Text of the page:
By using a decent aluminium frame instead of trying to fit a carbon frame into a tight budget, the Eastway CX 2.0 manages to hit an accessible price point without compromising on its components.
Dual compound, sparsely knobbed 35mm tyres take the sting out of the trail. The gearing occasionally feels challenging off road but is ideal for blacktop and there are well positioned mudguard and rack eyelets for those who want to use the bike as a complete all-rounder.
I have both fond and painful memories of racing, both on and off road, at the Eastway cycle circuit in East London so I was in two minds when distributor Fisher Outdoor Leisure launched their Eastway bike brand a couple of years back.
The cycle circuit itself was bulldozed a few years back to make way for London's Olympic Park, but Eastway as a brand is looking strong.
There are 13 bikes in the range, starting with a flat handlebar 'sports hybrid' at £599 and topping out with disc brake equipped carbon framed road and cross bikes at £1999.
The CX 2.0 is designed to cope with all manner of roads and trails, with a nod towards commuting and lightweight touring.
As a thoroughbred all rounder, it would readily cope with the occasional cyclo cross race or sportive too.
Its geometry and ride set-up creates handling that, either on and off road, is reassuringly neutral and its 52/54/56/58/60 size options should cover most riders.
The top tube reach is 5mm less than the seat tube length on the 56cm bike, with a 71.5° head angle and 73.5° at the seat, all proven norms on an all-rounder road/cross bike.
Geometry varies slightly on smaller and larger sizes and, if you're interested in making comparisons with top end bikes, is slightly more relaxed than on the £1999 carbon framed CX 1.0.
That makes sense as the CX 2.0 is more likely to be chosen by non-racers.
Eastway embraced the idea of disc brake equipped road and cross bikes right from the start. It's not just the raw power of discs that sets bikes like this apart from traditional cantilever brake equipped 'cross bikes. It's the modulation, the ease of lever pull and the stopping predictability in all conditions.
On tarmac it might only make a small difference in the dry, but the predictability of stopping in a safe distance is a real bonus in the wet, when traditional rim brakes often struggle for friction on a rim.
Off road, that predictability advantage is a major bonus, allowing you to brake later coming into corners regardless of the trail conditions.
The fact that you don't need to put as much effort into pulling the levers allows you to save energy and brake without grab on rougher surfaces, and a buckled rim won't interfere with braking.
With all that said, it's unusual to see Avids low budget BB5s on a bike at this price. BB7s cost very little more and offer more fine adjustment.
The CX2.0 frame is built from 7000 series double butted aluminium. The big triangulated down tube and almost horizontal top tube make the most of their shapes in creating plenty of weld contact area where they wrap around the head tube, bottom bracket and seat tube.
The welds aren't exactly pretty (we're becoming used to seeing smooth double-pass welds on mid range aluminium frames) but they do the job.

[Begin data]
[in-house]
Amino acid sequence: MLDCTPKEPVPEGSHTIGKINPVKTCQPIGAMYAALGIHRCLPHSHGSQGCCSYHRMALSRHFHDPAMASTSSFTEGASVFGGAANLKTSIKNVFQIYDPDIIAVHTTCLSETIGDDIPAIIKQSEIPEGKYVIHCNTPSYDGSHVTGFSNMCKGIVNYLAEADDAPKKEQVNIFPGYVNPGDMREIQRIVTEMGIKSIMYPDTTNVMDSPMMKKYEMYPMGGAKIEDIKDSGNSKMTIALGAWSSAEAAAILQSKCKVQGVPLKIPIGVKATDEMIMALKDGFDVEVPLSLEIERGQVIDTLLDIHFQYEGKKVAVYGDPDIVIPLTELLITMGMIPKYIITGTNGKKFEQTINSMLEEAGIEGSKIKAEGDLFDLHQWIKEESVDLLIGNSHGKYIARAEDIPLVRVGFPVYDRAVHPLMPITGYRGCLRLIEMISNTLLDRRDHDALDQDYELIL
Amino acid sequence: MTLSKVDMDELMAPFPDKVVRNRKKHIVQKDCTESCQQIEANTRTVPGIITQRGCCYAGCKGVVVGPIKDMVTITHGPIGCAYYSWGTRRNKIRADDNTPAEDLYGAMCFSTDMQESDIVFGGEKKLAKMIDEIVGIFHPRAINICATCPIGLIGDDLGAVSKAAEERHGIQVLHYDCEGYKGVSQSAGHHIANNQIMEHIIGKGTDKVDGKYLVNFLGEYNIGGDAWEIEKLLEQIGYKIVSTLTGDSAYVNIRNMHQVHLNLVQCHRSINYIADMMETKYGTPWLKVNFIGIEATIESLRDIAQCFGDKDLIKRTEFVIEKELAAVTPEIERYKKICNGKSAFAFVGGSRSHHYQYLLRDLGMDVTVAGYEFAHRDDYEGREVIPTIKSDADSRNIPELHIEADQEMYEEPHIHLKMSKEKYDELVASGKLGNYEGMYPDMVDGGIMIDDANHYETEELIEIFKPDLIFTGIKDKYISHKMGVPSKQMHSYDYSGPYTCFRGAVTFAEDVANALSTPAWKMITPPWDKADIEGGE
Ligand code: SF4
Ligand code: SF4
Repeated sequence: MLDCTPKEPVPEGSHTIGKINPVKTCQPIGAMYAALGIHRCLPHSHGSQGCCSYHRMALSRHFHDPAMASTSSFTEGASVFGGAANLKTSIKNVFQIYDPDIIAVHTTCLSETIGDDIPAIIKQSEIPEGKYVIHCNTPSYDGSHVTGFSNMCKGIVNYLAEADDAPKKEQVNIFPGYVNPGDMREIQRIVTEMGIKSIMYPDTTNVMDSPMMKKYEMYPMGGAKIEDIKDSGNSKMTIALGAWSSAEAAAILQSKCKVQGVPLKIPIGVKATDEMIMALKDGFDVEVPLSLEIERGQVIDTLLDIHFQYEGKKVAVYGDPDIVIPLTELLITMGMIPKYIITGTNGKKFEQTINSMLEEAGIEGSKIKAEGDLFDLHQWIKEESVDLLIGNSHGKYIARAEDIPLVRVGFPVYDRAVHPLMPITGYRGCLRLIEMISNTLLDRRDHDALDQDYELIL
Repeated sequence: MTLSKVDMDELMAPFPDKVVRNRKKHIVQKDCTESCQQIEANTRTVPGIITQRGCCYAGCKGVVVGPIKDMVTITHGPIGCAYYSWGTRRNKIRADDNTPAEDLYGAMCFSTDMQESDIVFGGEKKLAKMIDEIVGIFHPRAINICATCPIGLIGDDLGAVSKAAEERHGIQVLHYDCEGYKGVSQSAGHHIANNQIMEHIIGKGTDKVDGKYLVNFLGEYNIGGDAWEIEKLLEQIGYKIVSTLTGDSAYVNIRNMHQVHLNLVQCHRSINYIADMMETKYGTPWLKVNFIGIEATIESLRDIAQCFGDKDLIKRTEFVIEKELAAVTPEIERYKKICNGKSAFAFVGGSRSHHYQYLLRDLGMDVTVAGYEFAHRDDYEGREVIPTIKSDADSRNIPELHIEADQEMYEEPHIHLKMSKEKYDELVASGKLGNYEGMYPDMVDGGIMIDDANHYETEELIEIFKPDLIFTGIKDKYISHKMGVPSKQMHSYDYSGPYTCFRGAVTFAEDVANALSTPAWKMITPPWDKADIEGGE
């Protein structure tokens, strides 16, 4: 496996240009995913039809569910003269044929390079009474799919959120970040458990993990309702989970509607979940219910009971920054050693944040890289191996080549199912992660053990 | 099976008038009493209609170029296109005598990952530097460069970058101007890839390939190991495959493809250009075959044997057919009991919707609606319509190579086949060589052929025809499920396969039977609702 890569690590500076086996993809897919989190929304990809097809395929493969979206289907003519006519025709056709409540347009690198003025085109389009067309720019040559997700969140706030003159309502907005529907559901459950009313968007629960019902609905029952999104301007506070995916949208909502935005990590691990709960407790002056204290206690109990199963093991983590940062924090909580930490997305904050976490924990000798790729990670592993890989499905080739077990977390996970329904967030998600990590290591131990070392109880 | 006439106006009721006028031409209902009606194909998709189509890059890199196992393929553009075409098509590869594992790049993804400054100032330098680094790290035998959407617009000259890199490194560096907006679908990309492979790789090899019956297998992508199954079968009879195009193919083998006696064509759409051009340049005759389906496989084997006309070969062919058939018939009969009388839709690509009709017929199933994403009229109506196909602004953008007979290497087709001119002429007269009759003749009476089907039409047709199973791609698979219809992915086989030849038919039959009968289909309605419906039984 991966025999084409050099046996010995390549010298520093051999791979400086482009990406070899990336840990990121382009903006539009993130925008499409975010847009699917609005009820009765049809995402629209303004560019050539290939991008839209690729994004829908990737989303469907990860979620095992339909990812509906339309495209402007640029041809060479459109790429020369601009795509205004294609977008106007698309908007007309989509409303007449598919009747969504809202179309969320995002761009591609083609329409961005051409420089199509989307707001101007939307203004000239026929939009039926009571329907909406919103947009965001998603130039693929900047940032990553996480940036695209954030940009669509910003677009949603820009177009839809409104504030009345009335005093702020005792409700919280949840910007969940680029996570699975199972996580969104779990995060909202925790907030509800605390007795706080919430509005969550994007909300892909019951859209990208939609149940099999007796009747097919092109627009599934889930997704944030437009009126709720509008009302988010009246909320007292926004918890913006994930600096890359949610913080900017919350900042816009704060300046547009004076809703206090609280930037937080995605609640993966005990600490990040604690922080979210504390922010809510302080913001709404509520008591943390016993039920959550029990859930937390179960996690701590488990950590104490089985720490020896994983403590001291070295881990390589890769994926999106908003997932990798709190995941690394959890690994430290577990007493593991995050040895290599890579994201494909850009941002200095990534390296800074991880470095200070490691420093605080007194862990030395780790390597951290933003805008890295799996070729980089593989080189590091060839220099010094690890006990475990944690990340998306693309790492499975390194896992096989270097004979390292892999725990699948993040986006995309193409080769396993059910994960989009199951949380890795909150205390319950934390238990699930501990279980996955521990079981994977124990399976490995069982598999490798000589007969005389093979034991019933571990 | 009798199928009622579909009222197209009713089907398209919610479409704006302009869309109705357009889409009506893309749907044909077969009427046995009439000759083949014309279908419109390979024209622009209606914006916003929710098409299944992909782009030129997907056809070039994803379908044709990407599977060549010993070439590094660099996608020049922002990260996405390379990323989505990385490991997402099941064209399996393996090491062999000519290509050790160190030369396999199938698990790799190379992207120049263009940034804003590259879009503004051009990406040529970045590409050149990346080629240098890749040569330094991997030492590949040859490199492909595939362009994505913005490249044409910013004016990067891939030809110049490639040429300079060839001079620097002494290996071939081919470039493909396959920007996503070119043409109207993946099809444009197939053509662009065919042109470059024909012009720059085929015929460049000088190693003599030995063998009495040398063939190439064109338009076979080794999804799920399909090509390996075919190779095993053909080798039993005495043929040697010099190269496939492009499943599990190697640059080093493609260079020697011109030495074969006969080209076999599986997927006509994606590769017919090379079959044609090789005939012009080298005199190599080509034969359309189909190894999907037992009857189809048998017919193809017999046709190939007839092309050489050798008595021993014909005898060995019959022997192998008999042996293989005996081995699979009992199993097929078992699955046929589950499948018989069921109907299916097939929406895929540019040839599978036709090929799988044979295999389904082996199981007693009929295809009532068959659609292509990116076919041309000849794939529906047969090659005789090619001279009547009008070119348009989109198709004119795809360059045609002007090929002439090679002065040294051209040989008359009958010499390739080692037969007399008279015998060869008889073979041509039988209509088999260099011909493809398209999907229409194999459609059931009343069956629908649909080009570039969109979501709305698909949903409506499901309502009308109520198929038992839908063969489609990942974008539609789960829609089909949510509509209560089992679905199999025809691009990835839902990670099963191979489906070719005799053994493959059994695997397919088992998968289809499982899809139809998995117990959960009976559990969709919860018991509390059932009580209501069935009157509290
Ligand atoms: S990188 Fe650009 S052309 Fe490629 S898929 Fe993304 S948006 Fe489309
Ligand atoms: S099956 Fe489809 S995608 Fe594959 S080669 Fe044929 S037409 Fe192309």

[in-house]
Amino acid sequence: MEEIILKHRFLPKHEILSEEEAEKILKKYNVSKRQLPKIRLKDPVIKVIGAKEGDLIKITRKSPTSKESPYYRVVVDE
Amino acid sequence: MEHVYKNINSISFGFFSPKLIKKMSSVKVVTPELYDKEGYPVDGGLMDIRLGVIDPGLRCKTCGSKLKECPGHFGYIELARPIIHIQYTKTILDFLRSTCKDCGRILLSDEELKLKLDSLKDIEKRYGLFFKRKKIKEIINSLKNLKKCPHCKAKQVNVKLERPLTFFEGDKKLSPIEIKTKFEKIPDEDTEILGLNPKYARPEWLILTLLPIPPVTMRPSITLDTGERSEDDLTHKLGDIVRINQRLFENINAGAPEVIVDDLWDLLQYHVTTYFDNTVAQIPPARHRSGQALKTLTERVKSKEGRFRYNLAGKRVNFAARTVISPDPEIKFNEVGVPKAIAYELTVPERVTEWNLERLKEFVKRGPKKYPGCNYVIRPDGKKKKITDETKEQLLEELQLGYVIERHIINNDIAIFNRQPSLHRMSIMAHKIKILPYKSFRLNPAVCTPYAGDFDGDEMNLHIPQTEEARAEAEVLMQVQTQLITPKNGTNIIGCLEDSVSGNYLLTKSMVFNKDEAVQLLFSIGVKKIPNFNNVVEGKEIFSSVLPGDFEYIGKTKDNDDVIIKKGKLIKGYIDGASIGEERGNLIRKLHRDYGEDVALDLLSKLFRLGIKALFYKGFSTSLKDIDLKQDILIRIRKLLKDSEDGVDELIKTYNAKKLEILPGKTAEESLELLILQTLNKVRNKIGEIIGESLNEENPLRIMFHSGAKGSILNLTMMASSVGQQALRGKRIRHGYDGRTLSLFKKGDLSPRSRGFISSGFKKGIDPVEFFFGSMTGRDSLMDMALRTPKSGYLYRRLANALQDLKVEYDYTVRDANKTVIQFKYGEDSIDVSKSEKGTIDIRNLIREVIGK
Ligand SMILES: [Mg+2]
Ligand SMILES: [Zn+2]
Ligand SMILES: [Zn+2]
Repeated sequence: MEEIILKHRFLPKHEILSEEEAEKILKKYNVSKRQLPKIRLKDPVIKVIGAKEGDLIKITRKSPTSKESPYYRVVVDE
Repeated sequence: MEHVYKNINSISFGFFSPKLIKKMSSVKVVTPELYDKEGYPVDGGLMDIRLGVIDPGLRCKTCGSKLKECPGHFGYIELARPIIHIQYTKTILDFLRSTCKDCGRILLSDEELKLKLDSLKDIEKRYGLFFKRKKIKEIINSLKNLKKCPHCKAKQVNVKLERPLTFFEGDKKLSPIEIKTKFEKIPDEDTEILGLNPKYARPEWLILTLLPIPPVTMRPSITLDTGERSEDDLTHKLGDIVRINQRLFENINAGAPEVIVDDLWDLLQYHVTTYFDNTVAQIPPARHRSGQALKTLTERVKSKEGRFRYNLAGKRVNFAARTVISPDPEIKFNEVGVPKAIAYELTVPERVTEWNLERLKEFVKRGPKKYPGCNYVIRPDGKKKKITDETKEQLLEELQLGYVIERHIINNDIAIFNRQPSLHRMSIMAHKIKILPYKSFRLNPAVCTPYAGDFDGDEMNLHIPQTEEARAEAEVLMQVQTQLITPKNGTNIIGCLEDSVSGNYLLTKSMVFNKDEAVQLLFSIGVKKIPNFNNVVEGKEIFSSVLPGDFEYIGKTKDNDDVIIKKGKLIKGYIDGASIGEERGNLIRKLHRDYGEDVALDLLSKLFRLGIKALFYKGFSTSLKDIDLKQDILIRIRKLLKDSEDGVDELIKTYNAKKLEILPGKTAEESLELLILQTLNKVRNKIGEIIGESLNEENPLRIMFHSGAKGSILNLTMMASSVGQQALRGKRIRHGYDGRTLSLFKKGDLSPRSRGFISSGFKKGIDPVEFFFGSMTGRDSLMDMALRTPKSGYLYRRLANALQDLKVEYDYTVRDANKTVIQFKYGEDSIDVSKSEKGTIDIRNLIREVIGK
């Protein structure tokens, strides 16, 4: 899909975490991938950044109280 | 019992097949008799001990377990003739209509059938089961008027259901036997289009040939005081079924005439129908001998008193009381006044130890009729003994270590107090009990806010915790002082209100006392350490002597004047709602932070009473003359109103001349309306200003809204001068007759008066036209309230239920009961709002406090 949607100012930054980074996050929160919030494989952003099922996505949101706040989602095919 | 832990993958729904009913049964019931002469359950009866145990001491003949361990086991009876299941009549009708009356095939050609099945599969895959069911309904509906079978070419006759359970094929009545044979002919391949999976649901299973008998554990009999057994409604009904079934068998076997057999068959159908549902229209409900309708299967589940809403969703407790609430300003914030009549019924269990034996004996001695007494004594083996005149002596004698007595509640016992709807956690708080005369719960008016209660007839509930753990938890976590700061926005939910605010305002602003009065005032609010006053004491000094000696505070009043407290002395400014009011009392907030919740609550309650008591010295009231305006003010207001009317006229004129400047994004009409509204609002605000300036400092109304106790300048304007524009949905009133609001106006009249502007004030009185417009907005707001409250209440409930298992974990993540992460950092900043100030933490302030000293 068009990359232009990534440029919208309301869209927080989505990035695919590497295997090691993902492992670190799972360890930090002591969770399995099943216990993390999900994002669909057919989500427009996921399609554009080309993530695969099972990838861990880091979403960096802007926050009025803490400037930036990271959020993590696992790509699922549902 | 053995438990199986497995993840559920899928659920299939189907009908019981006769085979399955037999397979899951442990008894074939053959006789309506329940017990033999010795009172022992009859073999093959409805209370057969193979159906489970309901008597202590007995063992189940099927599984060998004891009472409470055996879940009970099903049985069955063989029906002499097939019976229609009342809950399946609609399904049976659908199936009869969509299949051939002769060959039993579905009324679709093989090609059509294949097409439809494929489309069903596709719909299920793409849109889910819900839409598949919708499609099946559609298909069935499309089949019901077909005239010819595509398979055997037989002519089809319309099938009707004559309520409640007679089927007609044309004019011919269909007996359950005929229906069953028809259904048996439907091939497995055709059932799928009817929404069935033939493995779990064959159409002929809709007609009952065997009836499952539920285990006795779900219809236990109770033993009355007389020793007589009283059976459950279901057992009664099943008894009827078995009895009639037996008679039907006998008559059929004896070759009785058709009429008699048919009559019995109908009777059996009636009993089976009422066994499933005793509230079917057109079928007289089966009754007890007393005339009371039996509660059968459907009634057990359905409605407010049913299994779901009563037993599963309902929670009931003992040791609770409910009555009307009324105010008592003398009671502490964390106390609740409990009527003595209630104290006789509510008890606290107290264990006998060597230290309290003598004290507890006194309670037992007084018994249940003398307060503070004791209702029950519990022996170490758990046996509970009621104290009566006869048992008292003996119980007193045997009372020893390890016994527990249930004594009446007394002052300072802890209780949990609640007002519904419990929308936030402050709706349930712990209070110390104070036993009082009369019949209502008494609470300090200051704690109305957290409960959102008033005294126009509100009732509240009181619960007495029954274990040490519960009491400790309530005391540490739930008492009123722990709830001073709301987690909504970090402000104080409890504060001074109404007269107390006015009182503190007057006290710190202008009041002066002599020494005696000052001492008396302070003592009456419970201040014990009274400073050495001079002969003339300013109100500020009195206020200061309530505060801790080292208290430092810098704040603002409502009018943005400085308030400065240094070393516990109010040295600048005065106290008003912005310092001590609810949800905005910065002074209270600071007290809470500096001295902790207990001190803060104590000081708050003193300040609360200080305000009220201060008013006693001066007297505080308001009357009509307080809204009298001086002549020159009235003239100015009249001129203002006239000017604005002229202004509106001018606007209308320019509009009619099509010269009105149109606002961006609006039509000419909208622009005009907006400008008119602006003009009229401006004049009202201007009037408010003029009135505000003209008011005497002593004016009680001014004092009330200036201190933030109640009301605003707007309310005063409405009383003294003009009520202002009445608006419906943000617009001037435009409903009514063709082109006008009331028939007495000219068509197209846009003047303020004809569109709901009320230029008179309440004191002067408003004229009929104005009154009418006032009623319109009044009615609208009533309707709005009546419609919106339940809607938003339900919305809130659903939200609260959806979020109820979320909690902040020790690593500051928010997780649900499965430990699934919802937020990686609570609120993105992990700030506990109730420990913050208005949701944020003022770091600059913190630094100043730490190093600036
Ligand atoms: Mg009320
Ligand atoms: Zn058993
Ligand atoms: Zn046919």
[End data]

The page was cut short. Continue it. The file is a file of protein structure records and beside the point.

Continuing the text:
The carbon fibre fork has a tapered (1.5 to 1.125in) steerer with a 30mm washer stack for stem tweaks.
Both gear cables run through slotted guides along the top tube and the rear brake is neatly mounted between the chain stay and seat stay, with full outer cable running underneath the down tube and along the inner side of the chain stay. It does the job but might need an extra zip tie to prevent occasional tyre rub just behind the bottom bracket.
There are two sets of bottle cage bosses.
The Eastway's SRAM Apex drivetrain twins a 50/34 toothed crankset with an 11-28 cassette. This produces enough useable gear ratios for all but the least fit on the road but you'll rarely find yourself using the 50 off road unless you're a fit racer.
One minor advantage of SRAM, compared to Shimano, is that their drivetrains use the same sprocket spacing for road and mountain bike.. If you feel the need to fit lower gear ratios you can opt to fit a cassette with bigger sprockets, which you will probably need to pair with a longer, mountain bike style rear mech.
Even Alberto Contador has been known to race with a 36-tooth sprocket on his cassette.
The Eastway branded finishing kit is all good stuff and I particularly liked the compact drop bar, which has a heavily ovalised straight centre section that's very comfy on climbs and allows for a flat topped lever position that's great for shifting and braking in pressured trail situations.
However, fans of 'cross top' style supplementary brake levers will struggle to fit them on an ovalised bar. I mention this because I like using cross top levers for technical off road rides.
The two bolt seat post, slimline saddle and stem are all nicely made and the wheels are tightly built using Eastway's E28 semi-deep section rims, three cross 32 laced to Eastway hubs.
Kenda's dual compound Kommando 35mm tyres have a minimally knobbed, well spaced tread pattern that's great in dry conditions off road but not grippy in wet mud.
They roll fast on the road but experience tells me they wear fast too.
However, it's impossible to get tyres right on a bike like this. Ride them until they're worn out then fit your favourites.
The curvy chainstays could accommodate tyres up to about 40mm wide, bigger up front.
As I already mentioned, the CX2.0 has slightly more relaxed geometry than the carbon framed top of the range CX 1.0. Personally I really like that. I like the fact that it's so stable both on and off road. I like the fact that it's relatively upright in traffic and I like the fact that there's still lots of adjustment in the stem and saddle rails.
It could be a race bike if you wanted it to be, but it's also suited to commuting, playing with mountain bike mates on the trails or pannier equipped touring.